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Support Center for Regulatory Atmospheric Modeling (SCRAM)

Photochemical Air Quality Modeling

Photochemical air quality models have become widely recognized and routinely utilized tools for regulatory analysis and attainment demonstrations by assessing the effectiveness of control strategies. These photochemical models are large-scale air quality models that simulate the changes of pollutant concentrations in the atmosphere using a set of mathematical equations characterizing the chemical and physical processes in the atmosphere. These models are applied at multiple spatial scales from local, regional, national, and global.

There are two types of photochemical air quality models commonly used in air quality assessments: the Lagrangian trajectory model that employs a moving frame of reference, and the Eulerian grid model that uses a fixed coordinate system with respect to the ground. Earlier generation modeling efforts often adopted the Lagrangian approach to simulate the pollutants formation because of its computational simplicity. The disadvantage of Lagrangian approach, however, is that the physical processes it can describe are somewhat incomplete. Most of the current operational photochemical air quality models have adopted the three-dimensional Eulerian grid modeling mainly because of its ability to better and more fully characterize physical processes in the atmosphere and predict the species concentrations throughout the entire model domain. This site provides links to several photochemical air quality models as follows:

Community Multiscale Air Quality (CMAQ) – The CMAQ modeling system includes state-of-the-science capabilities for conducting urban-to-regional-to-hemispheric scale simulations of multiple air quality issues, including tropospheric ozone, fine particles, toxics, acid deposition, and visibility degradation. CMAQ is distributed as a “git” repository on EPA’s GitHub site ( User support is provided by the Community Modeling and Analysis System (CMAS) Center at UNC-Chapel Hill.

Comprehensive Air quality Model with extensions (CAMx) Exit- The CAMx model simulates air quality over many geographic scales. The model treats a wide variety of inert and chemically active pollutants, including ozone, particulate matter, inorganic and organic PM2.5/PM10, and mercury and other toxics. CAMx also has plume-in-grid and source apportionment capabilities.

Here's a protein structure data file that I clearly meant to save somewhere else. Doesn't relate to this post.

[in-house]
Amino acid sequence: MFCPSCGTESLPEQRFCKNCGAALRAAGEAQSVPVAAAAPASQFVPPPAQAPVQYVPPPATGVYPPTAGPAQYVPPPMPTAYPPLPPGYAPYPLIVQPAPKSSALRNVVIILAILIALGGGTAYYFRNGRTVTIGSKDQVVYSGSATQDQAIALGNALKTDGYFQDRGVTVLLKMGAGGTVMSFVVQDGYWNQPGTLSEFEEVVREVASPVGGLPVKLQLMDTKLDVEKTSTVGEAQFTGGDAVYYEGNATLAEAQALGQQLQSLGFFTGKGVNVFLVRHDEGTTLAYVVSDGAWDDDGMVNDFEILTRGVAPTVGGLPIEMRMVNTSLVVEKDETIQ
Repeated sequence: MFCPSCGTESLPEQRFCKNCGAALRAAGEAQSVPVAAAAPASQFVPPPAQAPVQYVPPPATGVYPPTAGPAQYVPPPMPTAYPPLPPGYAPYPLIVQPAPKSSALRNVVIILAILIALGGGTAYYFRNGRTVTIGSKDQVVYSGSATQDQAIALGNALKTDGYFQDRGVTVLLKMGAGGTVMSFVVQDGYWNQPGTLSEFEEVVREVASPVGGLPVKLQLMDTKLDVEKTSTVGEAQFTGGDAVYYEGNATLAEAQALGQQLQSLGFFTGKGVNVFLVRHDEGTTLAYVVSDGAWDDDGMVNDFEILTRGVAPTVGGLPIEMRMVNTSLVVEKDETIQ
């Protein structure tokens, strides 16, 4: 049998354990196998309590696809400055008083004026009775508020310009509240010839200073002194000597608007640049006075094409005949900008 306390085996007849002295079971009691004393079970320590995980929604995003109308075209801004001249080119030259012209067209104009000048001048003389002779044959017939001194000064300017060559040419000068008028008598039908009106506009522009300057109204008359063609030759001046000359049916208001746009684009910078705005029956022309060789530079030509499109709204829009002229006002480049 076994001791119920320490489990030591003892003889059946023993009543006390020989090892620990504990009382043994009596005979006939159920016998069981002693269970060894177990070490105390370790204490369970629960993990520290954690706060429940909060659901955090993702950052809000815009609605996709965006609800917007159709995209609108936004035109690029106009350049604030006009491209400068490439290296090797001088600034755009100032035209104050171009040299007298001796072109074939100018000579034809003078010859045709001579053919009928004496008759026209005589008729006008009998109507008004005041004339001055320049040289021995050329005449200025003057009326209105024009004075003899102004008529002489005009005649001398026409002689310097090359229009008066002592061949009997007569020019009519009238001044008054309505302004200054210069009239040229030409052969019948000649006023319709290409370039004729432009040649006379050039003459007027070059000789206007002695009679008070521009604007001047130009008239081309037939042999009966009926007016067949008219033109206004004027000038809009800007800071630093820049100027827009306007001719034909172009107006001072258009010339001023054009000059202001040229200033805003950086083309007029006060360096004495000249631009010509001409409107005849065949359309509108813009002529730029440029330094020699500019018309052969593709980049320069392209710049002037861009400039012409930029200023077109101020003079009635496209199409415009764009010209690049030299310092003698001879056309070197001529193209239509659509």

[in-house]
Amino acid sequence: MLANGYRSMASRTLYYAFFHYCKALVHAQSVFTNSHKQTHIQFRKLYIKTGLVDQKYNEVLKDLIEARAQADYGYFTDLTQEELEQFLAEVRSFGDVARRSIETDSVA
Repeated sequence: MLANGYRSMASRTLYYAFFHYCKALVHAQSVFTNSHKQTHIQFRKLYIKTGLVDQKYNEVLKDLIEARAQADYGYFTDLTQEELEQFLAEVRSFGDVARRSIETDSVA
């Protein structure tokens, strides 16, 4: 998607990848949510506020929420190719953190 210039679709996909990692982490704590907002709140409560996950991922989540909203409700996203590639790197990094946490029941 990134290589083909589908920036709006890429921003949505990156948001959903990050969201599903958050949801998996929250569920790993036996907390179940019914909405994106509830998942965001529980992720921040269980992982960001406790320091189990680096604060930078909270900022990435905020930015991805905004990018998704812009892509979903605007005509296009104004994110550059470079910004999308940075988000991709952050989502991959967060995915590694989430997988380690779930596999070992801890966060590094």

Regional Modeling System for Aerosols and Deposition (REMSAD) Exit- REMSAD was designed to calculate the concentrations of both inert and chemically reactive pollutants by simulating the physical and chemical processes in the atmosphere that affect pollutant concentrations over regional scales. It includes those processes relevant to regional haze, particulate matter and other airborne pollutants, including soluble acidic components and mercury.

Urban Airshed Model Variable Grid (UAM-V ®) Exit- The UAM-V Photochemical Modeling System was a pioneering effort in photochemical air quality modeling in the early 1970s and has been used widely for air quality studies focusing on ozone. It is a three-dimensional photochemical grid model designed to calculate the concentrations of both inert and chemically reactive pollutants by simulating the physical and chemical processes in the atmosphere that affect pollutant concentrations. This model is typically applied to model air quality "episodes" - periods during which adverse meteorological conditions result in elevated ozone pollutant concentrations.

Over the last two decades, EPA has devoted significant efforts to developing photochemical air quality models for the assessment of air pollution issues and evaluation of control strategies. The EPA's Air Quality Modeling Group has used photochemical models as part of its modeling analyses to support policy and regulatory decisions in OAR for which information can be found at Modeling Applications & Tools and provides guidance on the use of these models for attainment demonstrations available at Modeling Guidance & Support. Additional information about photochemical models can be found at Related Links.